This morning we were invited to Adelphi University’s beautiful Garden City campus to hear Ed Mangano speak about the current issues facing Nassau County. Our meeting was opened by Dr. Robert Scott, Adelphi’s President, who proudly noted the latest energy efficient LEED certified buildings across the campus on the other side of Long Island’s largest geothermal plant. The plant is hidden by an ample parking lot, which will come in handy as the University hosts the 2011 NCAA Division II and III Women’s Lacrosse championships this May.
This meeting was sponsored by LIFT, whose Executive Director, Bill Whalig, gave us a quick update on the progress on the various programs offered by LIFT, its cooperation with Brookhaven National Labs and Stony Brook University. He also brought us current on the progress of the Advanced Material and Manufacturing Technology Innovation Center and the Morrelly Homeland Security Center, an important piece of our speaker’s revival of the Grumman property in his hometown of Bethpage.
Confronting the recent headlines regarding NIFA’s takeover, Mr. Mangano opened with a review of the progress that his administration has made in its first year. He identified the tax assessment process and their systems as a key factor in the financial difficulties that have built up over the past decade. This has resulted in a large amount of borrowing necessary to fund the system developments, fixes and the resulting tax refunds. His team is implementing a plan to get the system back on track where after 2013, property tax refunds will be funded out of operating revenues rather than being borrowed.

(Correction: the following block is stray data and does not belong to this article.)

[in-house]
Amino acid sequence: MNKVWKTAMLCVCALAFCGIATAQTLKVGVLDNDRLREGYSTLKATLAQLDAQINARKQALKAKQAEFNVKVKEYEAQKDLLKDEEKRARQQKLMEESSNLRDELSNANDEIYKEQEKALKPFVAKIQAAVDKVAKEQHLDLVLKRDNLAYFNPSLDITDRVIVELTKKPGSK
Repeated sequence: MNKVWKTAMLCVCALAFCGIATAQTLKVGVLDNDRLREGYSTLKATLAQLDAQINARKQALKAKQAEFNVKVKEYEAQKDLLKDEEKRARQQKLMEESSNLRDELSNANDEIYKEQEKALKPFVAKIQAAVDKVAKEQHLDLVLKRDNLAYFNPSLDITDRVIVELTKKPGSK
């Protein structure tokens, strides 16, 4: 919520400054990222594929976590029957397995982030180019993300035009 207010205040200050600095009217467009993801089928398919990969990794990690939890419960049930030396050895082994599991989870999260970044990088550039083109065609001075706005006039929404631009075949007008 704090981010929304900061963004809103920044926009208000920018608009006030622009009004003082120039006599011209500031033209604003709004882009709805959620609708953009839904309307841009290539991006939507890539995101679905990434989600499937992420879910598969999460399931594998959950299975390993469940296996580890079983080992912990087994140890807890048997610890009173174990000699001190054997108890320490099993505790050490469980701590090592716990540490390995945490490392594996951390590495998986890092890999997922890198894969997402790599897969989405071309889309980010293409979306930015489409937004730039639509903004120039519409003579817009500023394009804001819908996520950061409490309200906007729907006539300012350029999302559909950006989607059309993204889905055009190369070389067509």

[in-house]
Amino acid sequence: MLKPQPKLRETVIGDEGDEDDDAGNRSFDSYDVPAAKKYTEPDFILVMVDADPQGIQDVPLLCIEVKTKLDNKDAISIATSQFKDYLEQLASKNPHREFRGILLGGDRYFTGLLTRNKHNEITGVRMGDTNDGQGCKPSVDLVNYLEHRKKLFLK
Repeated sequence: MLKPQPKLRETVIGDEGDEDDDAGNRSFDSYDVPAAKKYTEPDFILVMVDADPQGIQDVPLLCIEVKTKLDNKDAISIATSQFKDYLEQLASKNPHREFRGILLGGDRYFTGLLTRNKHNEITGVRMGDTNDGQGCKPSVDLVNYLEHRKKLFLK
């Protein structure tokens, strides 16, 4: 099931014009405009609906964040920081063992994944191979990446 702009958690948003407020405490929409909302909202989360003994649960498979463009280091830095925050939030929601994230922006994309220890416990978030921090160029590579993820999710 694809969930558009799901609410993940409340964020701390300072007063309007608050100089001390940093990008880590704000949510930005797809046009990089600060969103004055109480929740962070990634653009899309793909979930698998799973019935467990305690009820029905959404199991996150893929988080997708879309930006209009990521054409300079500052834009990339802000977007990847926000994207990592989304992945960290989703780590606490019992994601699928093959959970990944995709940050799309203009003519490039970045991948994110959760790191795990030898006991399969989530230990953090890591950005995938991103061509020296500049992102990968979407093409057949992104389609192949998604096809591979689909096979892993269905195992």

In preparation for this, the Executive recommended that all property owners review their assessments, because these assessments are provisional right now, but will be made permanent in 2016.
Moving on to current events, Mr. Mangano defended his repeal of the energy tax, and his balancing of the budget, noting that 2010 will go into the books has having a surplus. Spending was cut, and 610 jobs were shed. The budget surplus was accomplished without increasing taxes, and while more unfunded state mandates were handed down, along with increased pension obligations. He characterized NIFA’s “drumbeat of doubt” as misplaced.
Further outlining accomplishments, he cited the return of 125 police officers to street patrol through attrition and having civilians fill the administrative positions that were vacated, reducing expenses and pension obligations. He has opened negotiations with the CSEA union to review their contract. He views NIFA’s intervention as adding uncertainty to the contract renegotiation process and increasing taxpayer expenses by adding a layer of review to several layers already in place that are serving adequately.
He asserts that NIFA is sounding the alarm unnecessarily, especially when ending the year with a surplus. NIFA’s proposed solutions amount to tax increases, and he has not heard any NIFA recommendations on expense reductions. In closing, he reiterated that keeping spending flat when stuck with onerous contracts and unfunded mandates is a herculean task. However, he has emphasized that the public employees of Nassau County are working as hard as their private sector counterparts to maintain the level of services that they have come to expect of the county.
Once again it was another opportunity to be at LIMBA meeting with an excellent speaker that you normally can only assess when filtered through the media. Amiable and poised during a stressful point in his administration, it was a pleasure to host the County Executive in a fine setting provided by one of Long Island’s premier academic institutions. Please join us for these Friday morning sessions that finish the work week off on a high note and never fail to be of value.